Something about myths

The Crowfield Curse by Pat Walsh

William is an orphan and he works in a abbey for enough food and shelter to survive. It’s not much a life, but it’s all he can do, unless his brother Hugh comes to claim him from London. But his destiny changes when he finds and rescues a Hob caught in a hunter’s trap and a mysterious masked man and his servant arrive at the abbey. The dying abbot has a secret, and William finds himself swept up in a world he never would have imagined.

But, despite the back of the book cover sounding like description I just gave, this novel reads like a cross between a myth and a story. There are sweet little humourous moments, mostly provided by the Hob, but generally it’s a pretty ideological story in which a good man (or boy in this case) faces a series of challenges and is both helped and hindered by supernatural forces/God and succeeds essentially because of his inherent goodness.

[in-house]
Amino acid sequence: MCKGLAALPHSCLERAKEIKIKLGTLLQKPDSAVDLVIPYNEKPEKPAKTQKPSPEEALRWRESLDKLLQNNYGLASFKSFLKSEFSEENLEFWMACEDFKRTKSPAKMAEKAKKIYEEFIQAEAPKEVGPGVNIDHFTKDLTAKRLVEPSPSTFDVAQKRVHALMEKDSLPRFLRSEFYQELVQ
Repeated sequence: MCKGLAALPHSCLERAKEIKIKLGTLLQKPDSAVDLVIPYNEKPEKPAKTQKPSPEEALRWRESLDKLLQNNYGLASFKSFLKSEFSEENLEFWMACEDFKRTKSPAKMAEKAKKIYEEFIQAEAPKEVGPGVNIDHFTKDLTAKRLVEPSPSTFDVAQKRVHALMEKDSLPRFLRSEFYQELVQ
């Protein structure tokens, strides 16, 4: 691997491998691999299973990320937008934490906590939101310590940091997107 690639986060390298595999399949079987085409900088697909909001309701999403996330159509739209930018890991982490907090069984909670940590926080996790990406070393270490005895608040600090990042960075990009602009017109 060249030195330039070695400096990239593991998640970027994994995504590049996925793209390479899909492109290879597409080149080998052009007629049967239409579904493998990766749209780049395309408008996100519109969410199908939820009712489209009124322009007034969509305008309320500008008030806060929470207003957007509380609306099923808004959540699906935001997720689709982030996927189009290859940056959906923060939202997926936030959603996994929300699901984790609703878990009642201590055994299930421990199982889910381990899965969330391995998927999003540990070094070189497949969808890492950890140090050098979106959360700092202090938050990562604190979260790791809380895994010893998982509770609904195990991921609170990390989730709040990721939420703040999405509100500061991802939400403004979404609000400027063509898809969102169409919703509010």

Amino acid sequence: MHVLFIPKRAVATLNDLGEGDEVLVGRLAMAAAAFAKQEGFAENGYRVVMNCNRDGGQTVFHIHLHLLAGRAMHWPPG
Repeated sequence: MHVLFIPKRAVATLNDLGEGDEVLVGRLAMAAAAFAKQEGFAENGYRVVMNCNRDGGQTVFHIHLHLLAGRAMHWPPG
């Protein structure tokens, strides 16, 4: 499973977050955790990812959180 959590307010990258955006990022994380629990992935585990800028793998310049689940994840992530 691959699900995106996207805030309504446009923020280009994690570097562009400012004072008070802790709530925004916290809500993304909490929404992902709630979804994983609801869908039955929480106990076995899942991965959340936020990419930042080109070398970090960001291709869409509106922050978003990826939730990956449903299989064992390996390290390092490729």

The book is slow, methodical and beautifully written. Certainly compared to Harry Potter and Percy Jackson, it’s not nearly as readable, but as a mythological tale, it’s much more telling. It’s layered, blending the pre-Christian British myth with Biblical stories, and it kind of feels like Britain to me. I mean, at least what it feels like to visit Britain. I think that’s probably what I loved most about it.

There isn’t that much else to say about this book. You should probably read it yourself. Inside with tea as you watch the rain or snow lashing against your windows.
Which, let’s face it, is pretty much every day of this whole entire winter.

Last movie I watched:

About Time. Always About Time. Because it is beautiful

Last TV show I watched:

Downton Abbey. I FORGOT HOW GOOD THAT SHOW IS.

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